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Pound Piece Surgery
Reception: 01308 861800
 
Tunnel Road Surgery
Reception: 01308 861800

COLD WEATHER INFORMATION 

 

 

 

Severe cold weather could increase the health risks to older people. More detailed forecasts for individual regions can be found on the Met Office website, Met Office Twitter feed, or you can ring the Weather Desk on 0870 900 0100. 

 

 

What is a Cold Weather Alert?


Cold Weather Alerts are issued by the Met Office when winter weather is most likely to significantly impact people’s health, i.e.

  • when the mean temperature falls below 2°C for 48 hours or longer
  • during heavy snow and/or during widespread ice

Only one of these thresholds needs to be met or exceeded for an alert to be triggered.

 

 

Follow these tips to keep you, your family and those around you warm and well in extremely cold weather:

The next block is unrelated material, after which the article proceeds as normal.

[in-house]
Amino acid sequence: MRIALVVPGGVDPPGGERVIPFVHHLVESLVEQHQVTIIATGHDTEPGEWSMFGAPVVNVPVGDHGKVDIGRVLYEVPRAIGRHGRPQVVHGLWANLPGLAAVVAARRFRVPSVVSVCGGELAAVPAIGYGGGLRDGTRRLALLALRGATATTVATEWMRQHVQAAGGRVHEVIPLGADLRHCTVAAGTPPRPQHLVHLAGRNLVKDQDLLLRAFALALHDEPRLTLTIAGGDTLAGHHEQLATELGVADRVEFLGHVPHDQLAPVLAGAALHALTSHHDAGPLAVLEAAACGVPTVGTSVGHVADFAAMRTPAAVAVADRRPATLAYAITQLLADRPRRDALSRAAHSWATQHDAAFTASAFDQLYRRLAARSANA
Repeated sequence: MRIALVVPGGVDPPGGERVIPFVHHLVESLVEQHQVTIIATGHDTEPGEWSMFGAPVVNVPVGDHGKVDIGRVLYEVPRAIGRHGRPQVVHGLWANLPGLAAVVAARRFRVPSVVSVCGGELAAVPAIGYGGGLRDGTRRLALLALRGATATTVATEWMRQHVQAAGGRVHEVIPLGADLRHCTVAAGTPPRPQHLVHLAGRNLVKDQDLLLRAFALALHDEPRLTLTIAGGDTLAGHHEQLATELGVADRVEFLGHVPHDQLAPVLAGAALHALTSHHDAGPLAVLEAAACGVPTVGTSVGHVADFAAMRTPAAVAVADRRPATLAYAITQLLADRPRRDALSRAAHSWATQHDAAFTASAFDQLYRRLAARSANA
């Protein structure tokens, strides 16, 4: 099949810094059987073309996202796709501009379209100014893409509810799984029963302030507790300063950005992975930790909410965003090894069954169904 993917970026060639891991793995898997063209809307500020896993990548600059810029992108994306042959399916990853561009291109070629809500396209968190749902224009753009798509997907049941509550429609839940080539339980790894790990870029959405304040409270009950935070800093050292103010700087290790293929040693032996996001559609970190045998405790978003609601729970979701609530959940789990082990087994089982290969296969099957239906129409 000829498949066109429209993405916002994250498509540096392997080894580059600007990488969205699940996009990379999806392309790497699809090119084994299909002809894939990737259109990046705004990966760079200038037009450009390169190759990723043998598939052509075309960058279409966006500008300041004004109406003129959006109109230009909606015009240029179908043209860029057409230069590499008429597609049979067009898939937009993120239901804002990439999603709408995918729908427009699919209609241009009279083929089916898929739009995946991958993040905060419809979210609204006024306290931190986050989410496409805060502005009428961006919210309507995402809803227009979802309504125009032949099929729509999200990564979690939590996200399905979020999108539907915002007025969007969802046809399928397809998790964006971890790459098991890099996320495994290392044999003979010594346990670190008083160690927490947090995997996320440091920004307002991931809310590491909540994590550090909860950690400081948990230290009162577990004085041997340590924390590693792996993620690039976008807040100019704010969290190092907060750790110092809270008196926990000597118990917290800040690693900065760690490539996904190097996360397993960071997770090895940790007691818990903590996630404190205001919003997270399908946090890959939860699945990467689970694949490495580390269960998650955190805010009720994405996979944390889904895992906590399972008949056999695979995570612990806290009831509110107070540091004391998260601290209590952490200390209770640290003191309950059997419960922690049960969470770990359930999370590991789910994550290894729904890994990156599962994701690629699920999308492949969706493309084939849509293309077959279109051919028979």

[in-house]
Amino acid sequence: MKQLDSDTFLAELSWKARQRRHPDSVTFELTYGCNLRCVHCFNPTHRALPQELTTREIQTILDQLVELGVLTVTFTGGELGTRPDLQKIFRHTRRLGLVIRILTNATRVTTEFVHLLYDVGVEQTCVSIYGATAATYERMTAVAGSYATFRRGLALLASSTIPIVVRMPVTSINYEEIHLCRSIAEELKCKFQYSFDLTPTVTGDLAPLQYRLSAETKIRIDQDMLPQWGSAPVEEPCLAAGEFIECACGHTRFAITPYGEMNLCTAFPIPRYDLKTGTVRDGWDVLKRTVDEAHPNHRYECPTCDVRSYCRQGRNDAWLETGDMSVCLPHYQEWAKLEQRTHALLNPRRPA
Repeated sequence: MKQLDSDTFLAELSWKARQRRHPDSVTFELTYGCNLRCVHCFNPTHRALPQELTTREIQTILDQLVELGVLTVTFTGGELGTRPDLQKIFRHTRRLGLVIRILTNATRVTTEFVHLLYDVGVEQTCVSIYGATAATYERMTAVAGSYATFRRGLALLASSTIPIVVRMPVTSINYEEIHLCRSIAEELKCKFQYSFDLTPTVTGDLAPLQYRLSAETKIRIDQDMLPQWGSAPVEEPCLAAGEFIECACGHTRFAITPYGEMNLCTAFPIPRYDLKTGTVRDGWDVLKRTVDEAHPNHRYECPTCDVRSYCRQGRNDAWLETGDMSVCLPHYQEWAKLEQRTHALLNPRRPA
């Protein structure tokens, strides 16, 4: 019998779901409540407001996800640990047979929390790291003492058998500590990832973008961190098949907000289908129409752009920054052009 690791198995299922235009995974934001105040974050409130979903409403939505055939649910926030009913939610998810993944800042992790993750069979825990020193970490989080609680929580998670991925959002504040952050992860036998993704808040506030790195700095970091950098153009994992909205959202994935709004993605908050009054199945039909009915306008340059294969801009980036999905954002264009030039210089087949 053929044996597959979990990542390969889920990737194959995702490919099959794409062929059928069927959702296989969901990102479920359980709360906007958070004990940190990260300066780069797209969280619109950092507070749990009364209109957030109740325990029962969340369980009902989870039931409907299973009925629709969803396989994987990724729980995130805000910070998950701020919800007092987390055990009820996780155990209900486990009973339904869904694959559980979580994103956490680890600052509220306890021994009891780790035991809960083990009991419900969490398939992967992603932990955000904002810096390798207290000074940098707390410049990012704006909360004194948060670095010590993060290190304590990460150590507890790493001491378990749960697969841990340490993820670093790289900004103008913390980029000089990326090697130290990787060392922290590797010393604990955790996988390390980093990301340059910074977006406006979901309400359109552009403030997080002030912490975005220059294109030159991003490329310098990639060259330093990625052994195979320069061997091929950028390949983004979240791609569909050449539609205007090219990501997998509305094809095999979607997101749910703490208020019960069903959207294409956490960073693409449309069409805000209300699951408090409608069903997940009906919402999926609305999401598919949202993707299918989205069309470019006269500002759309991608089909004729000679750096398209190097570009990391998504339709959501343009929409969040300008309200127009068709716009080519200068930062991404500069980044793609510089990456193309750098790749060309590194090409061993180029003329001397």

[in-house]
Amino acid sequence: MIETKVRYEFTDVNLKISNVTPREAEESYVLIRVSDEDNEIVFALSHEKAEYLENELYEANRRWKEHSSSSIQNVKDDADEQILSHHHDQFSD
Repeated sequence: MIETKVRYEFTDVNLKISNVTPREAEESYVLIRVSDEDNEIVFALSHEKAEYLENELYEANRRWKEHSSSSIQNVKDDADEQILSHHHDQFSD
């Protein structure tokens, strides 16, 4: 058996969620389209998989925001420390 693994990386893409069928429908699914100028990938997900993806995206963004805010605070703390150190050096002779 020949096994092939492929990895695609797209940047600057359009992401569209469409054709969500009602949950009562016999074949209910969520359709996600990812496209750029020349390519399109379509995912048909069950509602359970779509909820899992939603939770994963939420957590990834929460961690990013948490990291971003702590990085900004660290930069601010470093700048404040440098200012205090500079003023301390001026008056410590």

• Draw your curtains at dusk and keep your doors closed to block out draughts.
  • Have regular hot drinks and eat at least one hot meal a day if possible. Eating regularly helps keep energy levels up during winter. 
  • Keep basic food items in your cupboard or freezer in case it is too cold to go out shopping.
  • Consider shopping on-line if you find it difficult to go out- though remember in severe weather conditions the roads may not be driveable.
  • Wear several light layers of warm clothes (rather than one chunky layer). 
  • Keep as active in your home as possible.
  • Chair bases exercises are beneficial, if walking is difficult. Along with moving your arms, legs and toes.